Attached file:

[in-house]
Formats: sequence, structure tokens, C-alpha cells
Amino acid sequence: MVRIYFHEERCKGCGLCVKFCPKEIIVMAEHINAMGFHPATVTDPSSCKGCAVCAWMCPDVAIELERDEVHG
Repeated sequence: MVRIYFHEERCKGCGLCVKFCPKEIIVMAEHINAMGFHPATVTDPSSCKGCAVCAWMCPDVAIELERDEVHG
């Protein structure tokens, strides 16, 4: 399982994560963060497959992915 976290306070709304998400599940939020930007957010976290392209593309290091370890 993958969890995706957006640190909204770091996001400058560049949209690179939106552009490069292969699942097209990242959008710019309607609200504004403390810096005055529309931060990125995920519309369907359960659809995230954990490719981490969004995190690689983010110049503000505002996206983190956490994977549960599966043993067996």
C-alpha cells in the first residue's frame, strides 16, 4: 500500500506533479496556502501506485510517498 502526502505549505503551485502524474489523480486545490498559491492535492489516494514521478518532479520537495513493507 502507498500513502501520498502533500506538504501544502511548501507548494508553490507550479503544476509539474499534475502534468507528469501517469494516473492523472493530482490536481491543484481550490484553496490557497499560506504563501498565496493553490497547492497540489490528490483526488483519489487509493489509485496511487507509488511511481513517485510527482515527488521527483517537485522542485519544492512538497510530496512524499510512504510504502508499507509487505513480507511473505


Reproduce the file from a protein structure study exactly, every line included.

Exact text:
[in-house]
Formats: sequence, structure tokens, C-alpha cells
Amino acid sequence: MVRIYFHEERCKGCGLCVKFCPKEIIVMAEHINAMGFHPATVTDPSSCKGCAVCAWMCPDVAIELERDEVHG
Repeated sequence: MVRIYFHEERCKGCGLCVKFCPKEIIVMAEHINAMGFHPATVTDPSSCKGCAVCAWMCPDVAIELERDEVHG
């Protein structure tokens, strides 16, 4: 399982994560963060497959992915 976290306070709304998400599940939020930007957010976290392209593309290091370890 993958969890995706957006640190909204770091996001400058560049949209690179939106552009490069292969699942097209990242959008710019309607609200504004403390810096005055529309931060990125995920519309369907359960659809995230954990490719981490969004995190690689983010110049503000505002996206983190956490994977549960599966043993067996």
C-alpha cells in the first residue's frame, strides 16, 4: 500500500506533479496556502501506485510517498 502526502505549505503551485502524474489523480486545490498559491492535492489516494514521478518532479520537495513493507 502507498500513502501520498502533500506538504501544502511548501507548494508553490507550479503544476509539474499534475502534468507528469501517469494516473492523472493530482490536481491543484481550490484553496490557497499560506504563501498565496493553490497547492497540489490528490483526488483519489487509493489509485496511487507509488511511481513517485510527482515527488521527483517537485522542485519544492512538497510530496512524499510512504510504502508499507509487505513480507511473505